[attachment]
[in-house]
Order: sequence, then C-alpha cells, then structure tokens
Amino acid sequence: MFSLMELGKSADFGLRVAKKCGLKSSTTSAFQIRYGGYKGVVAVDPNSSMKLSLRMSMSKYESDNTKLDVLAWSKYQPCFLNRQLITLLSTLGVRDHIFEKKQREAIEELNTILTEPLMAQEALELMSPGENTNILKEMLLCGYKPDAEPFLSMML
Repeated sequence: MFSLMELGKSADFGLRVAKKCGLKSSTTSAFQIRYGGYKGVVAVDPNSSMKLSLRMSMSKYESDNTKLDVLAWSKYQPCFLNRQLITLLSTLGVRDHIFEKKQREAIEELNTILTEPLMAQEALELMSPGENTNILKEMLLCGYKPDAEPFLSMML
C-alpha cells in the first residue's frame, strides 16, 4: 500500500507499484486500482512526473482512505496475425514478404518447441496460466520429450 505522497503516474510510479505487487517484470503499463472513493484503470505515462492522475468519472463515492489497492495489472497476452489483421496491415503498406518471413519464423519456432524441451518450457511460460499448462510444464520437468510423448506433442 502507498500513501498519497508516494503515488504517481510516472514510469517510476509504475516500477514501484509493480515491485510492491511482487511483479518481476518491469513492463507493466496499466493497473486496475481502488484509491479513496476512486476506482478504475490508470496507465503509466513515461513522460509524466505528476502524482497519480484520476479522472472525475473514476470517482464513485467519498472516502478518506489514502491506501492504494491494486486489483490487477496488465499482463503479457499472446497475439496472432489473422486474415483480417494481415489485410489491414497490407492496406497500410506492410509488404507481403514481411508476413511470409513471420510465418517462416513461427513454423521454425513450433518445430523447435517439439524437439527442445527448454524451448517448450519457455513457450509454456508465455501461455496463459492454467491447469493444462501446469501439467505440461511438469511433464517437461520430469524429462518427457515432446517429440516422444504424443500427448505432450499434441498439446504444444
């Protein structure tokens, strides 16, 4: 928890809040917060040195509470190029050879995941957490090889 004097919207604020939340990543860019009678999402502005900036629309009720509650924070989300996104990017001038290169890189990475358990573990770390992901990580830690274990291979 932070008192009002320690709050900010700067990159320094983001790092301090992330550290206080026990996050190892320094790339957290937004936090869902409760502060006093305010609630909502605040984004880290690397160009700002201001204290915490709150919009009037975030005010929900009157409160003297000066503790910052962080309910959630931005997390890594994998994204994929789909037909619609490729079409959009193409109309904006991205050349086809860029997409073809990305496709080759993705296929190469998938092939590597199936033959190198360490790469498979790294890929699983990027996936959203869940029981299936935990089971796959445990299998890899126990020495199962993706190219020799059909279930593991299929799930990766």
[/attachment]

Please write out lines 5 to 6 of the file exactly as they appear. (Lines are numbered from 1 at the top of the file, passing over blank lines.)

C-alpha cells in the first residue's frame, strides 16, 4: 500500500507499484486500482512526473482512505496475425514478404518447441496460466520429450 505522497503516474510510479505487487517484470503499463472513493484503470505515462492522475468519472463515492489497492495489472497476452489483421496491415503498406518471413519464423519456432524441451518450457511460460499448462510444464520437468510423448506433442 502507498500513501498519497508516494503515488504517481510516472514510469517510476509504475516500477514501484509493480515491485510492491511482487511483479518481476518491469513492463507493466496499466493497473486496475481502488484509491479513496476512486476506482478504475490508470496507465503509466513515461513522460509524466505528476502524482497519480484520476479522472472525475473514476470517482464513485467519498472516502478518506489514502491506501492504494491494486486489483490487477496488465499482463503479457499472446497475439496472432489473422486474415483480417494481415489485410489491414497490407492496406497500410506492410509488404507481403514481411508476413511470409513471420510465418517462416513461427513454423521454425513450433518445430523447435517439439524437439527442445527448454524451448517448450519457455513457450509454456508465455501461455496463459492454467491447469493444462501446469501439467505440461511438469511433464517437461520430469524429462518427457515432446517429440516422444504424443500427448505432450499434441498439446504444444
């Protein structure tokens, strides 16, 4: 928890809040917060040195509470190029050879995941957490090889 004097919207604020939340990543860019009678999402502005900036629309009720509650924070989300996104990017001038290169890189990475358990573990770390992901990580830690274990291979 932070008192009002320690709050900010700067990159320094983001790092301090992330550290206080026990996050190892320094790339957290937004936090869902409760502060006093305010609630909502605040984004880290690397160009700002201001204290915490709150919009009037975030005010929900009157409160003297000066503790910052962080309910959630931005997390890594994998994204994929789909037909619609490729079409959009193409109309904006991205050349086809860029997409073809990305496709080759993705296929190469998938092939590597199936033959190198360490790469498979790294890929699983990027996936959203869940029981299936935990089971796959445990299998890899126990020495199962993706190219020799059909279930593991299929799930990766």